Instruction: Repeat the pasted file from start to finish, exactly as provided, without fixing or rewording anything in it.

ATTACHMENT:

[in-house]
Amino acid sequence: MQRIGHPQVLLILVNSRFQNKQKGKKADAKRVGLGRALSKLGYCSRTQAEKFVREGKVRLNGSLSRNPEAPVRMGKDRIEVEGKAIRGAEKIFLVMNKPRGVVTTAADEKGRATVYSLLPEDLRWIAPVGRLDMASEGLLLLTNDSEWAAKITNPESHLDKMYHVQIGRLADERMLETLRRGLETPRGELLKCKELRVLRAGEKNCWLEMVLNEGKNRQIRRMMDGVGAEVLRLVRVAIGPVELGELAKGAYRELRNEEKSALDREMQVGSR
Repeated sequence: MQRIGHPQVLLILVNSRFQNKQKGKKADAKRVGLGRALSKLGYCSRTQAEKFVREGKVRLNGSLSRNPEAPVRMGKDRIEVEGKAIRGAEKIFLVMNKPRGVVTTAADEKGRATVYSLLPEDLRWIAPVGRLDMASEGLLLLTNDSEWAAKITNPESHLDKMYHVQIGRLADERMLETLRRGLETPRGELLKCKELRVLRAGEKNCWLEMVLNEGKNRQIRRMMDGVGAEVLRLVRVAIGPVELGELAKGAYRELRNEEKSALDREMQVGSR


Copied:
[in-house]
Amino acid sequence: MQRIGHPQVLLILVNSRFQNKQKGKKADAKRVGLGRALSKLGYCSRTQAEKFVREGKVRLNGSLSRNPEAPVRMGKDRIEVEGKAIRGAEKIFLVMNKPRGVVTTAADEKGRATVYSLLPEDLRWIAPVGRLDMASEGLLLLTNDSEWAAKITNPESHLDKMYHVQIGRLADERMLETLRRGLETPRGELLKCKELRVLRAGEKNCWLEMVLNEGKNRQIRRMMDGVGAEVLRLVRVAIGPVELGELAKGAYRELRNEEKSALDREMQVGSR
Repeated sequence: MQRIGHPQVLLILVNSRFQNKQKGKKADAKRVGLGRALSKLGYCSRTQAEKFVREGKVRLNGSLSRNPEAPVRMGKDRIEVEGKAIRGAEKIFLVMNKPRGVVTTAADEKGRATVYSLLPEDLRWIAPVGRLDMASEGLLLLTNDSEWAAKITNPESHLDKMYHVQIGRLADERMLETLRRGLETPRGELLKCKELRVLRAGEKNCWLEMVLNEGKNRQIRRMMDGVGAEVLRLVRVAIGPVELGELAKGAYRELRNEEKSALDREMQVGSR